What is Ketamine used for?

For decades, medical and mental health professionals have searched for drugs, or ways to repurpose existing medication, to relieve symptoms of mental illness, chronic pain, and other ailments – often with little success. There’s no magic bullet for all our ills, but there may be hope in the form of ketamine


Ketamine was created nearly 60 years ago and gained widespread fame when it was used as a pre-surgical anesthetic to treat injured American combat soldiers in Vietnam. The drug also has found a place in veterinarian medicine. Almost since it was synthesized, the drug’s mind-altering and psychedelic properties have been legendary. Today, the drug has begun earning attention as a potential treatment for patients suffering from mental health disorders and long-term symptoms of chronic pain.


Ketamine’s history began in 1960. It’s the offspring of GHB, first synthesized in 1962. During the 1960s, it proliferated as a battlefield anesthetic for U.S. combat soldiers, before it was co-opted as a mind-altering drug to power the counterculture movement. In the 1970s, ketamine gained the attention of law enforcement for its popularity in the illicit drug market – notoriety which continued into the 1980s. The 1990s saw the medicine classified as a Schedule III controlled substance. Over the last 20 years, studies have indicated the positive outcomes of the drug for treating depression, other mental health disorders, and chronic pain symptoms.


Beyond its original design as a pre-surgical anesthetic, ketamine is also used, controversially, as a powerful sedative, and to help curb psychological distress associated with many kinds of mental health disorders and pain due to chronic injuries or other conditions.

Chronic pain

One report in Anesthesia & Analgesia noted ketamine’s effectiveness in treating chronic pain and said: “In some patients, ketamine has proved effective and … a trial of ketamine is probably warranted for the patient with severe chronic pain that is incapacitating and refractory to other first- and second-line pharmacological therapies.”


In Spring 2019, the U.S. Food and Drug Administration (FDA) approved a ketamine-derived drug called esketamine, made by Johnson & Johnson and delivered as a nasal spray, to treat depression. This drug is noteworthy because it targets a chemical called glutamate which some believe restores brain connections and relieves depression.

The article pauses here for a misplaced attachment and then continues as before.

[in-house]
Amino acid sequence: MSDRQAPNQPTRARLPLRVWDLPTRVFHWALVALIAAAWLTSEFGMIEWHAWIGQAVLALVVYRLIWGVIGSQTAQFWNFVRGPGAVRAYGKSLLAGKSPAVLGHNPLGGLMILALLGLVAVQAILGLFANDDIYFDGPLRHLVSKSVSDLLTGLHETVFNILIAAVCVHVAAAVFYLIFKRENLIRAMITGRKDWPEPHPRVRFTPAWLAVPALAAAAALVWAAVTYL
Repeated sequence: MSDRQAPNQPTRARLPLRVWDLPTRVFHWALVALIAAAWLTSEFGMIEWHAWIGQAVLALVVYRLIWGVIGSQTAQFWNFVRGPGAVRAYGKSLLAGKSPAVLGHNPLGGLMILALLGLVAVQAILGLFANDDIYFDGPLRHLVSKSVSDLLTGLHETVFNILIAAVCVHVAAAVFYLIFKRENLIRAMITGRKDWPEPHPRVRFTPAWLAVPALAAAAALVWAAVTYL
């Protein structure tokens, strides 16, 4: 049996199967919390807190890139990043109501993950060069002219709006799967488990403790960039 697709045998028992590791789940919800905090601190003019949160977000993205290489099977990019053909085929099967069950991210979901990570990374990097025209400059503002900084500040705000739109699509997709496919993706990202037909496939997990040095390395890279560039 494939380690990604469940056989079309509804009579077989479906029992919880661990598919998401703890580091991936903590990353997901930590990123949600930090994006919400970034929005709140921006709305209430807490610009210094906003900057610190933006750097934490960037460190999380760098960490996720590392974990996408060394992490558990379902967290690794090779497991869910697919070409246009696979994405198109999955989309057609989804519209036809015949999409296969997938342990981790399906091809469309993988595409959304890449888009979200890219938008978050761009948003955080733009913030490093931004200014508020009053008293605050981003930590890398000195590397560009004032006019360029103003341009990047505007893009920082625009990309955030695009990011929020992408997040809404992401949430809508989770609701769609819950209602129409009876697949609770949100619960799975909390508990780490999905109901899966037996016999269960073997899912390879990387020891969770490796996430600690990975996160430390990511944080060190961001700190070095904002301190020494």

Bipolar Disorder

In 2010, researchers at the National Institute of Mental Health in Bethesda, Maryland, discovered that ketamine, dispensed intravenously, provided fast relief in patients reeling from symptoms of bipolar disorder and depression. This was due to its effect on the brain’s glutamatergic system, a key player in memory and information processing.

Obsessive-Compulsive Disorder

The FDA approved the first clinical trial of ketamine as OCD treatment in 2012. Carolyn Rodriguez, MD, Ph.D., a researcher at Columbia, says the drug could lead to “a whole new line of medicines for fast-acting treatment of mental health disorders” and encouraged more research into its potential therapeutic value.


Ketamine and its derivative, eketamine, are dispensed in a controlled environment as arranged by a medical doctor. The medicine has shown potential for controlling symptoms of anxiety and other mental health disorders. The drug affects the brain’s neurotransmitters in a manner where symptoms of depression and anxiety are gradually reduced.

Posttraumatic Stress Disorder (PTSD)

Ketamine infusion therapy is used to treat PTSD, with small doses helping to repair damaged brain connections. Dr. Steven Levine noted a 75 percent success rate for patients in a Columbia University study, and said ketamine isn’t a “magic bullet” but instead builds confidence that PTSD symptoms can be self-controlled.

How Ketamine Affects the Brain

Ketamine’s effect on our brain – how it networks with the Hippocampus and the Medial prefrontal cortex regarding bipolar disorder, for instance – is debatable. Researchers know that ketamine, its derivative esketamine, and ketamine-related medicine, are known to minimize some of the symptoms characteristic of mental disorders like depression, anxiety, and the previously mentioned chronic pain, but significant numbers of mental health professionals who question its efficacy also encourage more hard testing because of its potential benefits

Mental health statistics

  • About 40 percent of U.S. adults reported problems with mental health or substance abuse issues.
  • About 31 percent reported symptoms of anxiety or depression.
  • About 26 percent reported symptoms that were trauma or stress-related.


Mental illness, even when exacerbated by COVID-19 and global chaos, shouldn’t be considered the “end game” to your life and isn’t something to be ashamed of. Mental health disorders affect eight million U.S. adults, irrespective of gender or age. If you or a loved one show signs of mental illness, get help. Talk to a doctor or mental health professional, who may recommend psychotherapy or ketamine infusion therapy for your mood or pain disorder, or esketamine nasal spray.

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